The Home Office continues scaring the shit out of immigrants

"Go home or face arrest", says a new poster campaign.

The Home Office is to drive billboards warning migrants to "go home or face arrest" around London this week, in the latest attempt to instil fear in the hearts of immigrants. The news follows on from their oppressive Twitter campaign showing pictures of immigrants being bundled into the back of vans with captions like "no hiding place for illegal immigrants".

The Evening Standard's Martin Bentham reports:

The billboards will also display the number of illegal migrants arrested recently in the relevant part of the capital.

Ministers say that the hardline message is intended to encourage visa overstayers or others here unlawfully to return voluntarily.

The vans will be driven around the London boroughs of Ealing, Barnet, Hounslow, Brent, Redbridge and Barking and Dagenham, in an effort to strike fear into the hearts of migrants. The six boroughs have been chosen, according to Bentham, because "they currently have either high or low numbers of voluntary returns".

The full billboard reads:

In the UK illegally? Go home or face arrest. Text HOME to 78070 for free advice, and help with travel documents. We can help you to return home voluntarily without fear of arrest or detention.

It's not difficult to draw comparisons with the latest anti-migrant campaign in Australia, where Cameron's chief political strategist Lynton Crosby cut his teeth. There, the ruling Labour party has started running posters in major newspapers with the slogan "If you come here by boat without a visa you won't be settled in Australia". Many have pointed out that the fact that the slogan is aimed at potential migrants but run in Australian newspapers means that the real aim of the campaign is Australian voters, who like hearing that their government is tough on immigration.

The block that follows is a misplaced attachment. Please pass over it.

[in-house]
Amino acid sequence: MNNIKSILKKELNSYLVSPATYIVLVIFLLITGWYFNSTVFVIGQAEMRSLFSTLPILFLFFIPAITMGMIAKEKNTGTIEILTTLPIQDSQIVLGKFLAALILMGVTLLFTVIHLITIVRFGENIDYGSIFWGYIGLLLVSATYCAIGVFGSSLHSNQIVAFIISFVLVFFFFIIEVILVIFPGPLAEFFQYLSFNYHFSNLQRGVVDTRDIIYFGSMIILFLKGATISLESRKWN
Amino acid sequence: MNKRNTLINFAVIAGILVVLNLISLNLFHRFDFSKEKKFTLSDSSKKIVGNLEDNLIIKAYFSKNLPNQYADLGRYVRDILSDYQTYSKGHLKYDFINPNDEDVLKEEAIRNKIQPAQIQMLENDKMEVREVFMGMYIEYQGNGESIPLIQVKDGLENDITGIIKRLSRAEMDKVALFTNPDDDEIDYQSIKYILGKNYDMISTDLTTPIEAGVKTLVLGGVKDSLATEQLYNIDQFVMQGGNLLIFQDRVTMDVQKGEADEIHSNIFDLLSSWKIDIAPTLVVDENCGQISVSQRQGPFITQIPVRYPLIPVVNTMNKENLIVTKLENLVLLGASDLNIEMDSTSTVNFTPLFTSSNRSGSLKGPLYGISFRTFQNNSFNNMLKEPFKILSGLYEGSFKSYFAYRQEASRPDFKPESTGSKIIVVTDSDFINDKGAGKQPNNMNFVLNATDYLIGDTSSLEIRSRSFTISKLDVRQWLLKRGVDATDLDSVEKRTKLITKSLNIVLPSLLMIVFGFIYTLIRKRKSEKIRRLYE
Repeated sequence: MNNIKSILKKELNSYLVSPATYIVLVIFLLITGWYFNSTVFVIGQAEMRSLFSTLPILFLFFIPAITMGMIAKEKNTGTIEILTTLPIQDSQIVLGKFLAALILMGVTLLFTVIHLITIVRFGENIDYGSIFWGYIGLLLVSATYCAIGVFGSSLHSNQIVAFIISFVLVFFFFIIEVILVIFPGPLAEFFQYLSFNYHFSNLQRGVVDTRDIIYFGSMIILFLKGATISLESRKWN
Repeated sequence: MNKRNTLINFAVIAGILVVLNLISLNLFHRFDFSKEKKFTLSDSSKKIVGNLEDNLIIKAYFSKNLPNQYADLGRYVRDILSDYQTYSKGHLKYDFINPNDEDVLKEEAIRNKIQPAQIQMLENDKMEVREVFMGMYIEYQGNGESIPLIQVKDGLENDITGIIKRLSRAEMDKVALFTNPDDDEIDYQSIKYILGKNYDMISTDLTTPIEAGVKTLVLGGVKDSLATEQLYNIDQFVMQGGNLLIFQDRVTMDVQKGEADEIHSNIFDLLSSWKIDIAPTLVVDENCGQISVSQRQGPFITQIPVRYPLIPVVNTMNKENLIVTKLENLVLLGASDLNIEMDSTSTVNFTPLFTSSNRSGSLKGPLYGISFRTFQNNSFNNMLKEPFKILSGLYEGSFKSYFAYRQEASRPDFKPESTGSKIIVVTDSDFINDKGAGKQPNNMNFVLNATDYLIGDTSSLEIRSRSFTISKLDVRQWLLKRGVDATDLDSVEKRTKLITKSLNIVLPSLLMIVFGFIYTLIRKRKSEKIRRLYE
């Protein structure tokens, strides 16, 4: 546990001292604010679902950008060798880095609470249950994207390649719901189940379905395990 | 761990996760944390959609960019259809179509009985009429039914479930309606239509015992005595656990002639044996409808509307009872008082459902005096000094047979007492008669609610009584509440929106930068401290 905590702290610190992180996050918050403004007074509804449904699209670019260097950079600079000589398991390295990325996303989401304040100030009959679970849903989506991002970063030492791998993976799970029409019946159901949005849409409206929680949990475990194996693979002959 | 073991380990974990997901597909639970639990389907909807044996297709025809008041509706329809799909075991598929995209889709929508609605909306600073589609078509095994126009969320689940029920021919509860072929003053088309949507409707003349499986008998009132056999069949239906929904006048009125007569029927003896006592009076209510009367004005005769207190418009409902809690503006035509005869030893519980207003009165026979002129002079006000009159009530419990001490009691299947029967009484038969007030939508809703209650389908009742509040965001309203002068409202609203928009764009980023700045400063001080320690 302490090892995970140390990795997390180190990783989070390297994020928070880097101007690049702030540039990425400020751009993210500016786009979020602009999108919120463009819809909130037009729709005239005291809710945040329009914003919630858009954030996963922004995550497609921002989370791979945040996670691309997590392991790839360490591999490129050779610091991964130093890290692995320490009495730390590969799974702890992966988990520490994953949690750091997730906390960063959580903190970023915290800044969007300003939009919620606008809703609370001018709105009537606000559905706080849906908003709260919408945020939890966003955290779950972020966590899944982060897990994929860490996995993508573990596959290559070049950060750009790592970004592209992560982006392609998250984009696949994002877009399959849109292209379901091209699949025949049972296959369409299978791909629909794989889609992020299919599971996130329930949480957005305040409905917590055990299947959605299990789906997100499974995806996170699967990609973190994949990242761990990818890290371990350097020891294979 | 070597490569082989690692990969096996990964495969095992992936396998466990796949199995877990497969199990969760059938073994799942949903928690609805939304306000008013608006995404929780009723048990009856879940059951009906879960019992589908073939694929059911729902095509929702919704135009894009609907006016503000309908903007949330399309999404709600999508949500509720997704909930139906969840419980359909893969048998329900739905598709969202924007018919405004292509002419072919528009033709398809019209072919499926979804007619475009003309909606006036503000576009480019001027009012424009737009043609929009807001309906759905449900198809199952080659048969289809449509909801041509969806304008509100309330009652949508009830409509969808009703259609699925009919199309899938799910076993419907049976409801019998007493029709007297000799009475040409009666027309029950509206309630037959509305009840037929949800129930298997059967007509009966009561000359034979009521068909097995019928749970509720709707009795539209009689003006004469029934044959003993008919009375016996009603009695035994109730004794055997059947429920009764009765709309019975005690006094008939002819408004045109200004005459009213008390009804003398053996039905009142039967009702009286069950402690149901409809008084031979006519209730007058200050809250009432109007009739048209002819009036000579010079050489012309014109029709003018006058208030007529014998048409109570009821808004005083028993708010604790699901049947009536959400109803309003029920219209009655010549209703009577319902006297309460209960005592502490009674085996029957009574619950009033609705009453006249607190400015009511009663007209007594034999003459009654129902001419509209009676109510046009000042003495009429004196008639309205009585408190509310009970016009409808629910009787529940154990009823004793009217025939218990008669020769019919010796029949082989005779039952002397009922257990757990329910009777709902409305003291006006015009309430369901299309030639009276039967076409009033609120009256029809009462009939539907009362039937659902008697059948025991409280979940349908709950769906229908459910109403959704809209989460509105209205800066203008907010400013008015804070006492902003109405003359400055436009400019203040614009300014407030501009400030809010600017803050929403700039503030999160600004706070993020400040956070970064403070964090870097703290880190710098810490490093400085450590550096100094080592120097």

Is the same true here? At least the poster due to be driven around outer London has a chance of being seen by its supposed targets, and according to Bentham:

The new advert will also be displayed on posters and on leaflets distributed to money transfer shops, internet cafes and other places where migrants congregate.

Of course, if anyone who isn't an illegal immigrant should happen to see the poster and decide to vote Tory because of it, well, that would be too bad, wouldn't it?

Photograph: Gov.UK

Alex Hern is a technology reporter for the Guardian. He was formerly staff writer at the New Statesman. You should follow Alex on Twitter.

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No, Jeremy Corbyn did not refuse to condemn the IRA. Please stop saying he did

Guys, seriously.

Okay, I’ll bite. Someone’s gotta say it, so really might as well be me:

No, Jeremy Corbyn did not, this weekend, refuse to condemn the IRA. And no, his choice of words was not just “and all other forms of racism” all over again.

Can’t wait to read my mentions after this one.